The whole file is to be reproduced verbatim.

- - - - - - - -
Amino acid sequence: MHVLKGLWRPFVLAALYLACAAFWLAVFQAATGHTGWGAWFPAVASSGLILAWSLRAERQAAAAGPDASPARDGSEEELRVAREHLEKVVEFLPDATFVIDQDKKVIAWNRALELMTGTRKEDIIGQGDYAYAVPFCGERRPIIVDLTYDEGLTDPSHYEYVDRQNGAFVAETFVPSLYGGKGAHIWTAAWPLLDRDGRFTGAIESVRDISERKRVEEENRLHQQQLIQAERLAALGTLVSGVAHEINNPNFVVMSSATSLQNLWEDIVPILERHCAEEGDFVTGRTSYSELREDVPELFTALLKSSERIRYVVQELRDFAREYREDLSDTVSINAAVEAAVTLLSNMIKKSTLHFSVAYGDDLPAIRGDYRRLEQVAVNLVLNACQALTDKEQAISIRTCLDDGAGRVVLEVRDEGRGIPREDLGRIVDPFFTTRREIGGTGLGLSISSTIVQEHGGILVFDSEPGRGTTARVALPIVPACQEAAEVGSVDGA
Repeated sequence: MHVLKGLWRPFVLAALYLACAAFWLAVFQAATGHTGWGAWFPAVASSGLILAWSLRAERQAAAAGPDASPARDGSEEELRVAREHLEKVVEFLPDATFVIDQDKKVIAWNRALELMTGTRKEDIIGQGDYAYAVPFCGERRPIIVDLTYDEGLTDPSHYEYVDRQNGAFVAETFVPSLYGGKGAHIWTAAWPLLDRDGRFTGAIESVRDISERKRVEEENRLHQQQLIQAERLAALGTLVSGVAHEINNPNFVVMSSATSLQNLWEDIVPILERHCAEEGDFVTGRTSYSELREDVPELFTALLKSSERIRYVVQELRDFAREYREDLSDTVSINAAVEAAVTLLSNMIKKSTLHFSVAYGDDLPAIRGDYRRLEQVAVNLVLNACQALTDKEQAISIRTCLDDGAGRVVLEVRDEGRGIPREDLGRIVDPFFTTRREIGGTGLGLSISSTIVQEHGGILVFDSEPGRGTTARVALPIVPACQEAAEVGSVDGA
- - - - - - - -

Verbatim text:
Amino acid sequence: MHVLKGLWRPFVLAALYLACAAFWLAVFQAATGHTGWGAWFPAVASSGLILAWSLRAERQAAAAGPDASPARDGSEEELRVAREHLEKVVEFLPDATFVIDQDKKVIAWNRALELMTGTRKEDIIGQGDYAYAVPFCGERRPIIVDLTYDEGLTDPSHYEYVDRQNGAFVAETFVPSLYGGKGAHIWTAAWPLLDRDGRFTGAIESVRDISERKRVEEENRLHQQQLIQAERLAALGTLVSGVAHEINNPNFVVMSSATSLQNLWEDIVPILERHCAEEGDFVTGRTSYSELREDVPELFTALLKSSERIRYVVQELRDFAREYREDLSDTVSINAAVEAAVTLLSNMIKKSTLHFSVAYGDDLPAIRGDYRRLEQVAVNLVLNACQALTDKEQAISIRTCLDDGAGRVVLEVRDEGRGIPREDLGRIVDPFFTTRREIGGTGLGLSISSTIVQEHGGILVFDSEPGRGTTARVALPIVPACQEAAEVGSVDGA
Repeated sequence: MHVLKGLWRPFVLAALYLACAAFWLAVFQAATGHTGWGAWFPAVASSGLILAWSLRAERQAAAAGPDASPARDGSEEELRVAREHLEKVVEFLPDATFVIDQDKKVIAWNRALELMTGTRKEDIIGQGDYAYAVPFCGERRPIIVDLTYDEGLTDPSHYEYVDRQNGAFVAETFVPSLYGGKGAHIWTAAWPLLDRDGRFTGAIESVRDISERKRVEEENRLHQQQLIQAERLAALGTLVSGVAHEINNPNFVVMSSATSLQNLWEDIVPILERHCAEEGDFVTGRTSYSELREDVPELFTALLKSSERIRYVVQELRDFAREYREDLSDTVSINAAVEAAVTLLSNMIKKSTLHFSVAYGDDLPAIRGDYRRLEQVAVNLVLNACQALTDKEQAISIRTCLDDGAGRVVLEVRDEGRGIPREDLGRIVDPFFTTRREIGGTGLGLSISSTIVQEHGGILVFDSEPGRGTTARVALPIVPACQEAAEVGSVDGA